Third Seminar on Government Control]Gao ID: 114968 May 13, 1981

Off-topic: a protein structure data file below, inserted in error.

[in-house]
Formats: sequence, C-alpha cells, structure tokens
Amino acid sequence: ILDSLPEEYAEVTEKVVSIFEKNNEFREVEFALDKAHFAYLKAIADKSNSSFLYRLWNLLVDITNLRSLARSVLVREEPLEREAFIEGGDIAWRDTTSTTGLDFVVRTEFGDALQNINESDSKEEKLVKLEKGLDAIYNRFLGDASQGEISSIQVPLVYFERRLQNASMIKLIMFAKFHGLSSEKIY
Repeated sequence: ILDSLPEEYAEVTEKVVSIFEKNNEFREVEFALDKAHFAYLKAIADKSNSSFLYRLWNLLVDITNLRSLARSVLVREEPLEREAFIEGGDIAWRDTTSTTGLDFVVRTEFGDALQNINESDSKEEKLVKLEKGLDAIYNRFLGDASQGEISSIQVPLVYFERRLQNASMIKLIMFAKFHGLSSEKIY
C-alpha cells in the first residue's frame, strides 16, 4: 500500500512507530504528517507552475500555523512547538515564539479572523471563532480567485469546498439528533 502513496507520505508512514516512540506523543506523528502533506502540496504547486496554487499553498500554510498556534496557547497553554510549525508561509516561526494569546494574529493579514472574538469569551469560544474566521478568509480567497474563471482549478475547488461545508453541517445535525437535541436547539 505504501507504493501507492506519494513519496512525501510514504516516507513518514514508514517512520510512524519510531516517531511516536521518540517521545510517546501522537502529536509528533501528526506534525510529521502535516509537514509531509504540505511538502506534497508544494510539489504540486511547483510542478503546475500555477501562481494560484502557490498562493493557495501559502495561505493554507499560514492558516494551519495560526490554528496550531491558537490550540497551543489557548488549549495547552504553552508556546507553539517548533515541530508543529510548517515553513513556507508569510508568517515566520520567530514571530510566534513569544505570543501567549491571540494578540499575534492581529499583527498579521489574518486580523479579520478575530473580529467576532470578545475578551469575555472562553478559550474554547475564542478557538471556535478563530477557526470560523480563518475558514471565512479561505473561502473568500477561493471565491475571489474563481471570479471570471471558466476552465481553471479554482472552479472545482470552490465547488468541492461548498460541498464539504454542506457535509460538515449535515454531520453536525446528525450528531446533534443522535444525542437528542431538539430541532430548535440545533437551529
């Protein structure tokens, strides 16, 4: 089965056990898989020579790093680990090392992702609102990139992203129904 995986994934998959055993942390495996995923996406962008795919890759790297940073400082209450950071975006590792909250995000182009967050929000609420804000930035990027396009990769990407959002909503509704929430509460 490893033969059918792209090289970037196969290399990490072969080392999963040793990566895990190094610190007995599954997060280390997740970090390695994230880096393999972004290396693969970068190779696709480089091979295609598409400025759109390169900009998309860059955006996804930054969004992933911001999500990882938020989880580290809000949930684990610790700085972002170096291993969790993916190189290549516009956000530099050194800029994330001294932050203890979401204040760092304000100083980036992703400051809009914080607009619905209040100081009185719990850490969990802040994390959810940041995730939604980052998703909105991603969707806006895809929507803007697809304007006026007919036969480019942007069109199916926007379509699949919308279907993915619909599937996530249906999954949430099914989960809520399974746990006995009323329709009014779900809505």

The General Accounting Office is an independent agency within the legislative branch of the Government. While the Comptroller General reports to and is accountable to Congress, there is wide discretion to audit and evaluate virtually all programs of the executive branch and, with certain limitations, the operations of Congress and the judiciary. The Legislative Reorganization Act authorized the Comptroller General to analyze each agency's expenditures and provide sufficient information to enable Congress to determine whether public funds had been economically and efficiently administered. The Budget and Accounting Procedures Act made Federal program administrators assume the responsibility for insuring that budget and accounting systems were adequate to control the public monies. GAO now prescribes accounting standards, works with the agencies as they design systems to meet them, approves accounting systems, and monitors their use. In the last 15 years, the most significant developments in the nature and thrust of GAO audits was beginning audits of program results and performing program evaluations. Congressional requests to undertake a specific audit or evaluation comprise almost 40 percent of GAO work. GAO work on public construction projects often deals with measuring the costs and benefits of particular projects. GAO rarely looks at the quality of construction itself. GAO also does considerable work on the need for, and appropriate size of, public medical facilities. Program effectiveness audits can assess a policy or process, many of which pertain to more than one Government agency. It is crucial to devise a way to bring together the many techniques and advancements auditors are developing. The body of knowledge exists, but the information is not reaching those in greatest need.